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It seemed too good to be true. An offer to not only visit Barolo during harvest but also attend the Truffle Festival in Alba as the guest of Batasiolo. Begun in 1882, Batasiolo started with just 7 acres. They have become a winery that makes 10% of all Barolos. Our host: Fiorenzo Dogliani. A family so ingrained in the Piedmont wine region that they have a town named after them. Join us – Barolo and Truffles? It IS a dream come true!
For centuries Dogliani has been a name synonymous with the distinctive wines of Piedmont. Both as a picturesque town that has long been famous for wines produced from Dolcetto – Dolcetto di Dogliani – and today as the family surname of one of Piedmont’s most famous producers of Barolo. Fiorenzo Dogliani, CEO of the Dogliani family’s Beni di Batasiolo winery, runs the family enterprise, Batasiolo SPA. In addition to the winery, Batasiolo SPA has embraced a wine-country destination lifestyle with its newly built, 38-room luxury hotel and spa, Il Boscareto which was opened in Serralunga d’Alba in 2009.
The Dogliani family’s winegrowing history spans four generations in Italy’s Piedmont region and traces its origin to just seven and a half acres of Nebbiolo vines in Barolo. With the launch of Beni di Batasiolo in 1978, the company’s vineyard holdings now total 345 acres from nine vineyard sites and four growing regions: Barolo, La Morra, Monforte D’Alba and Serralunga D’Alba.
As CEO, Fiorenzo directs the company from the Beni di Batasiolo winery located in La Morra Cuneo. In the late 1950s, Fiorenzo is credited with reaching beyond the borders of Piedmont to market the family’s wines to restaurateurs in nearby Milan. It was this bold first move that established a presence for the company’s wines on the domestic market and foreshadowed Fiorenzo’s future role as an evangelist for the Piedmont region on the world market. Fiorenzo was among the first Piedmontese winegrowers to travel extensively to promote his wines Fiorenzo’s early efforts helped raise visibility for the company’s long-lived Barolo and Barbaresco wines and establish a reputation for quality, one that is rigorously pursued at Batasiolo. By 1979 he was traveling to New York and Toronto introducing the trade and consumers alike to joys of Nebbiolo, an effort that helped speed the evolution of American palates at the time towards the appreciation of dry, sophisticated wines.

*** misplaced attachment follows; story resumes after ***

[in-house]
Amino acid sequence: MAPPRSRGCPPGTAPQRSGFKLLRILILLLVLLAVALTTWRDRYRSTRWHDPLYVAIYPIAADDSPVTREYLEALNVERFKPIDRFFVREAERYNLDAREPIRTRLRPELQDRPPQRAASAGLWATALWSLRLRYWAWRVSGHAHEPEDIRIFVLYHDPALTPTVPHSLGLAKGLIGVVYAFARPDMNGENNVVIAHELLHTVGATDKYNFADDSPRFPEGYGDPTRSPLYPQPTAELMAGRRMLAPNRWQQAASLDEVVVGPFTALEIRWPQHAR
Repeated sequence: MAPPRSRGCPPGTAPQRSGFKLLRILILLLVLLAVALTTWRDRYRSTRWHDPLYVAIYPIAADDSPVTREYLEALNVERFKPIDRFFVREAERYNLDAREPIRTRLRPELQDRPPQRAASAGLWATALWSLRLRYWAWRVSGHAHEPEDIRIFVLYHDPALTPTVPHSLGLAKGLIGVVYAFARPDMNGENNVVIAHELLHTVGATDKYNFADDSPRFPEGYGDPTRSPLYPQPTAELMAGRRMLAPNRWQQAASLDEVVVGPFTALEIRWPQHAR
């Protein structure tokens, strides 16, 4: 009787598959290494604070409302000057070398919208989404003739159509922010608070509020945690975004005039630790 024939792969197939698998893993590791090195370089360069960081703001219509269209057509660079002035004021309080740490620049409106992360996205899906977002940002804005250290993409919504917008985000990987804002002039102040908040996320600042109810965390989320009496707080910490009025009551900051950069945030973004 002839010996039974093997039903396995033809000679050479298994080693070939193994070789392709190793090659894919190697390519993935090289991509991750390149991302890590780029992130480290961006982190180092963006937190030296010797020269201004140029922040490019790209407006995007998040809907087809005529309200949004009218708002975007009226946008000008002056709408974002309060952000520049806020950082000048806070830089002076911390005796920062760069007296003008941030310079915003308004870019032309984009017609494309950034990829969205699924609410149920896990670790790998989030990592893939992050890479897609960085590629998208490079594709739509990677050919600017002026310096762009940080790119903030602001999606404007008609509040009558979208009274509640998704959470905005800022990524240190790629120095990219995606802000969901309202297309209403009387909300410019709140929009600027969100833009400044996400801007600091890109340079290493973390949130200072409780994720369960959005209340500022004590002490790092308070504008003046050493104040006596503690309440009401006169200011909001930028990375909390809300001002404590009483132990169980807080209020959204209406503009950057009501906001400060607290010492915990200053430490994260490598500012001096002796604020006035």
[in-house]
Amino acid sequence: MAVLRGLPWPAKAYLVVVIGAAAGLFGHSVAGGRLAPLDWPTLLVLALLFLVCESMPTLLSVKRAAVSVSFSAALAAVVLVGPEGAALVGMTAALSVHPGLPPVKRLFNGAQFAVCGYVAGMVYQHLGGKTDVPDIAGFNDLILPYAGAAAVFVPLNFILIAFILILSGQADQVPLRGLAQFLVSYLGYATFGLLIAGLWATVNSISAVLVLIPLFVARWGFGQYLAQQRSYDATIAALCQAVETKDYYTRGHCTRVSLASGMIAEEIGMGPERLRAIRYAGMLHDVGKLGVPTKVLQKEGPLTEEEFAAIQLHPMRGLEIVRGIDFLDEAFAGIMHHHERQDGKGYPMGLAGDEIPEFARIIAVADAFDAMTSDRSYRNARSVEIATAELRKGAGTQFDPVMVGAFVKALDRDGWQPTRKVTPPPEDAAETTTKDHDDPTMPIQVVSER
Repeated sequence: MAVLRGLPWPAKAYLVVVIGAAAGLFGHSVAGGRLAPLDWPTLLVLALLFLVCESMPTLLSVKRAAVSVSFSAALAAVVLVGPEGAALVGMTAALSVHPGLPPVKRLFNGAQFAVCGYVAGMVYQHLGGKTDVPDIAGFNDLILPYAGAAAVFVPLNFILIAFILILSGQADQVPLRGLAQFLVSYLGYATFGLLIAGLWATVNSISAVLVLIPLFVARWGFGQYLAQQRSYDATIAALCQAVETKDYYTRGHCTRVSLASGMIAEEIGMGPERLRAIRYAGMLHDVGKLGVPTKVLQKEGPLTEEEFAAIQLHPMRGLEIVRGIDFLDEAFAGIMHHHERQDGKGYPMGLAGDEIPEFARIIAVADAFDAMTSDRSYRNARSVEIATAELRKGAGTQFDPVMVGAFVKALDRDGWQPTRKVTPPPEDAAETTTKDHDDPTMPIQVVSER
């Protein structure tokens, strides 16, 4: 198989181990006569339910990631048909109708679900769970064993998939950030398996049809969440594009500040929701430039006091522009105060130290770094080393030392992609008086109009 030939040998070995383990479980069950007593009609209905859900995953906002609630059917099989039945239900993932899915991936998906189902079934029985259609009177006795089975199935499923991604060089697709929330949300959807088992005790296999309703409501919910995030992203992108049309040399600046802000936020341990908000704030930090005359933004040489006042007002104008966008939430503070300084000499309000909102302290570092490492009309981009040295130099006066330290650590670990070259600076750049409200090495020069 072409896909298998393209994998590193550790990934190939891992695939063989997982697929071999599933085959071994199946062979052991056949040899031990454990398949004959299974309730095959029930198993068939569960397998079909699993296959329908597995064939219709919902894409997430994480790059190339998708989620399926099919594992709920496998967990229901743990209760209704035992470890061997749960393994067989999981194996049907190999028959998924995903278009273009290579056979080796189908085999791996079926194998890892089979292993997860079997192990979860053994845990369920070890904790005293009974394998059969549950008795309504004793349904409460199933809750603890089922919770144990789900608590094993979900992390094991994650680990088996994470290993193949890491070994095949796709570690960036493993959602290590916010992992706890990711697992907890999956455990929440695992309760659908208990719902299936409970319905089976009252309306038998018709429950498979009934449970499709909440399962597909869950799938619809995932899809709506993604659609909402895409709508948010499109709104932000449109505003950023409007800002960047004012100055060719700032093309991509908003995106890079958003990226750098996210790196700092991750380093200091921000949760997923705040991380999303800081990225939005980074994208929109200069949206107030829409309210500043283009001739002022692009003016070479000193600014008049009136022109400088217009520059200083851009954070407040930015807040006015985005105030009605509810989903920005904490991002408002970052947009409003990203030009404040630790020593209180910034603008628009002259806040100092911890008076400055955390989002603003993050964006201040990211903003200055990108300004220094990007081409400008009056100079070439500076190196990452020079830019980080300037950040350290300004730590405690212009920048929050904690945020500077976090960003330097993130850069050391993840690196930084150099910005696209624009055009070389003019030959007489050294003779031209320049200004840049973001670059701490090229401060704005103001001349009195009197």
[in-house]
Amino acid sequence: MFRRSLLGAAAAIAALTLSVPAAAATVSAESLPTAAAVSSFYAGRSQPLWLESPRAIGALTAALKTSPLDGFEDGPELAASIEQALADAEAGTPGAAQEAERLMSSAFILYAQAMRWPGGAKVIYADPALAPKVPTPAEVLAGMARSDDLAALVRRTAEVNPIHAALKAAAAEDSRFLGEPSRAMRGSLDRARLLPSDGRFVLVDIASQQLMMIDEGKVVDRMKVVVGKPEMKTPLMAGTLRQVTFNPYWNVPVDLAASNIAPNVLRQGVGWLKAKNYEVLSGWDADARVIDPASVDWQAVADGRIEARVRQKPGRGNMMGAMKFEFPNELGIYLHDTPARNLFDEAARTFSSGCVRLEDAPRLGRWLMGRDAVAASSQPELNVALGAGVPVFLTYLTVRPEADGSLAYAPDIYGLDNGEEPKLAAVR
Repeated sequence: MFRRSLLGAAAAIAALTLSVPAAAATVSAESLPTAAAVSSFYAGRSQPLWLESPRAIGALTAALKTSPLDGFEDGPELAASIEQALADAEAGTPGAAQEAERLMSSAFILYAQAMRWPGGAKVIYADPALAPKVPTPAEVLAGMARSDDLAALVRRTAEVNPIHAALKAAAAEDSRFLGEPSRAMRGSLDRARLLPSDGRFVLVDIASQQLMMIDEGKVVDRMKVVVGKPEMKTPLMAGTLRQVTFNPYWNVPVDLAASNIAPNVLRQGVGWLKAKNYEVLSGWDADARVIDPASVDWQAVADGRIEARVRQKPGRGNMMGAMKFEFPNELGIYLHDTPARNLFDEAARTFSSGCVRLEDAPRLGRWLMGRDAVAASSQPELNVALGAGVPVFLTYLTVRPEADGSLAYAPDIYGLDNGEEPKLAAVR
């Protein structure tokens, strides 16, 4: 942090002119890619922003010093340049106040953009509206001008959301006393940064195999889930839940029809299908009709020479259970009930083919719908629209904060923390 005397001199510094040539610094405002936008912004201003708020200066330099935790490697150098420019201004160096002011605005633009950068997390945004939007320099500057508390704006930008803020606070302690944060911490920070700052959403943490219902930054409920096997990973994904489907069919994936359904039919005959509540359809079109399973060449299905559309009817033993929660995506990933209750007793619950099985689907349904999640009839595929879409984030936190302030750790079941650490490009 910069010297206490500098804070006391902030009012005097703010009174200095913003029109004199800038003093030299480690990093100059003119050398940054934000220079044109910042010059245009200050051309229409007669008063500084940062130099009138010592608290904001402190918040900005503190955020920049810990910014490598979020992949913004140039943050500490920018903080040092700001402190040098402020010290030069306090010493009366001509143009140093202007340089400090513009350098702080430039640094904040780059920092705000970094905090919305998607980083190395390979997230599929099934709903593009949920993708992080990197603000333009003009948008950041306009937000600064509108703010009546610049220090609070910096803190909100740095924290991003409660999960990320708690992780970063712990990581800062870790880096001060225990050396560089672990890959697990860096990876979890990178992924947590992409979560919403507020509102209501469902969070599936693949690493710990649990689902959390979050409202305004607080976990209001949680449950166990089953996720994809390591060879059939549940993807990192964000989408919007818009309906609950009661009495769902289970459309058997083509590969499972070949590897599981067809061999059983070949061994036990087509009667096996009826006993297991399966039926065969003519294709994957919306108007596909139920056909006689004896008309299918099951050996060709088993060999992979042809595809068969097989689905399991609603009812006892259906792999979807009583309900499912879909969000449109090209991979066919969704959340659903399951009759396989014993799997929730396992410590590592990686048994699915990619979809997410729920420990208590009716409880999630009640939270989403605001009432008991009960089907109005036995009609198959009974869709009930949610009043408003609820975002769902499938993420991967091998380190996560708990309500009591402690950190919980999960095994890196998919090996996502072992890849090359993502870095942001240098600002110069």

Canada is the number four market in the World for Batasiolo. In order to talk to Fiorenzo and also travel the Piedmont district we needed a translator, wine expert and driver and we found him in Richardo March. Director of US and Canada sales for Batasiolo.
www.batasiolo.com http://www.boissetfamilyestates.com http://www.barolodibarolo.com/inglese/ http://www.lonelyplanet.com/italy/liguria-piedmont-and-valle-daosta/piedmont
Also along for the trip and guesting on the special were: Our host and organizer of the trip … Kimberly Charles – Charles Communications & Associates in San Francisco. http://www.charlescomm.com/ Ziggy Eschliman, known to most simply as The Wine Gal. Her radio shows are broadcast throughout wine country and are available on the internet. As a leading American speaker, consultant, and wine writer. Ziggy is a driving force behind a national movement toward making wine hip, fun and accessible. http://www.ziggythewinegal.com
The World Wine Guys MIKE DeSIMONE and JEFF JENSSEN, also known as the World Wine Guys, are wine, spirits, food, and travel writers, educators, and hosts. They are award winning journalists as well as best selling and award winning authors. Mike and Jeff are the Entertaining and Lifestyle Editors at Wine Enthusiast Magazine and are regular travel and wine contributors for The Huffington Post. DeSimone and Jenssen are the authors of the best-selling Wines Of The Southern Hemisphere. Mike and Jeff are members of the International Food, Wine, and Travel Writers Association, The Society of Wine Educators, and The James Beard Foundation. http://worldwineguys.com/
The famous ‘Tartufo d’Alba‘ is a marvelous gift of nature and a symbol of the rich cuisine of Piemonte. The truffle was known in antiquity, not just for its inherent culinary qualities but also as an aphrodisiac! Scientists discovered that truffles contain a volatile alcohol with a strong musk flavor, a chemical brother of testosterone. No doubt this is something the ancients knew all along. The secret to enjoying the truffle is to avoid using it with other strong flavors. It is perhaps best served as an antipasti, buttered on whole meal toast or over pasta as shards with butter and parmigiano reggiano cheese. In a country where food equates with love as one of life’s great pleasures, ‘tartufi’ are literally worth their weight in gold. The delicate white truffle variety, only served raw, grows in Northern Italy and Umbria. Piedmonte is the heart of white truffle country, where the famous Alba festival provides a magnificent backdrop of Romanesque ruins, Gothic spires and Baroque bell towers every October. Thank you Batasiolo. Thank you Kimberly and thank you Italy!!
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